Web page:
The situation wasn’t helped at all by comments made by former Foreign Minister and current National Policy Office Secretary Maehara Seiji. On the 21st Maehara appeared on a Fuji Television network program “News 2001”, and promptly managed to unleash a whole wave of speculation regarding debate within the DPJ about a snap election by declaring that…” In my understanding, dissolving parliament in the new year would not constitute (dissolving parliament) “soon”. The Prime Minister is a man who keeps his promises.” (J) This statement has been interpreted as either a slip of the tongue by Maehara (who is not noted for being unduly candid on camera – re: his time as Foreign Minister), or an indication that Maehara believes that only a snap election held within the year will save the DPJ from being hammered at the polls and ceasing to exist as a viable alternative to the LDP/Komeito coalition (as explored very astutely by Yamazaki Hajime here). In short, the longer the DPJ clings to power, the more it damages its chances of maintaining any influence in a future parliament. With the DPJ out of power, PM Noda could step down as leader and allow the party to rebuild its thoroughly tarnished public image. In the meantime Abe Shinzo would be PM before the Senate elections next year. This would result in votes moving back to the DPJ (given Abe’s unpopularity with sections of the community, not to mention his standing with Japan’s neighbours) and head off any attempt by the Reform Party (led by Hashimoto Toru) to seize seats in the Senate.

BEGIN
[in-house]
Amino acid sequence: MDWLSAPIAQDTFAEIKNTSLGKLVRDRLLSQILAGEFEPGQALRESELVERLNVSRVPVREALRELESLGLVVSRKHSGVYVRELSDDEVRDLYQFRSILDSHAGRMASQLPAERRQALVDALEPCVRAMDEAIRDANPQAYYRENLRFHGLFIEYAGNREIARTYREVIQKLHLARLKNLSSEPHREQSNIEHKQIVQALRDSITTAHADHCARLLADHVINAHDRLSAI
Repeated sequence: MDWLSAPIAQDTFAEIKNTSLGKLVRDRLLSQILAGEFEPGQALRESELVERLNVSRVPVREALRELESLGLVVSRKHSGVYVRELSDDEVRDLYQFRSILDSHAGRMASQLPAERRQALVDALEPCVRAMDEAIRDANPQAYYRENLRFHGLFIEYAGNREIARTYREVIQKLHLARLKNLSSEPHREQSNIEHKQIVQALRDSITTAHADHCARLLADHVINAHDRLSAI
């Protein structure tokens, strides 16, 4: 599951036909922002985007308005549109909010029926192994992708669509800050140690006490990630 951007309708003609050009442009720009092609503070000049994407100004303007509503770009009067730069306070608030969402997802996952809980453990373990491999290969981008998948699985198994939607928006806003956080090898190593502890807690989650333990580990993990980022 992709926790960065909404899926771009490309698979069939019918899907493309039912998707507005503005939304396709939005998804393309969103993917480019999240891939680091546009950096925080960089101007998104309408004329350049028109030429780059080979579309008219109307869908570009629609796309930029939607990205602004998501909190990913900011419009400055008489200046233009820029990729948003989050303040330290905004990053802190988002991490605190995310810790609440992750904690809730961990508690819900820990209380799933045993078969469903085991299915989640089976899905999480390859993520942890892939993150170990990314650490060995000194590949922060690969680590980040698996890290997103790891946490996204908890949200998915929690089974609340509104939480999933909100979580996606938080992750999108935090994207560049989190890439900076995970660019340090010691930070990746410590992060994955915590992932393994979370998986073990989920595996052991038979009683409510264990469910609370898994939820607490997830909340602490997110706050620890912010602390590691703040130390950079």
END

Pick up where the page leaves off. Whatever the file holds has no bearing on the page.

Whether this scenario has been considered by Maehara is a question that will have to be left to future biographers. At this stage, all one can say is that PM Noda’s term in office may come to a dramatic conclusion if younger members of the DPJ begin to waver in their support and openly suggest that PM Noda call an election. This will be precisely what the opposition wants, but in the end it will restore the DPJ and increase the chances of a LDP/Komeito coalition having to deal with yet another hung parliament.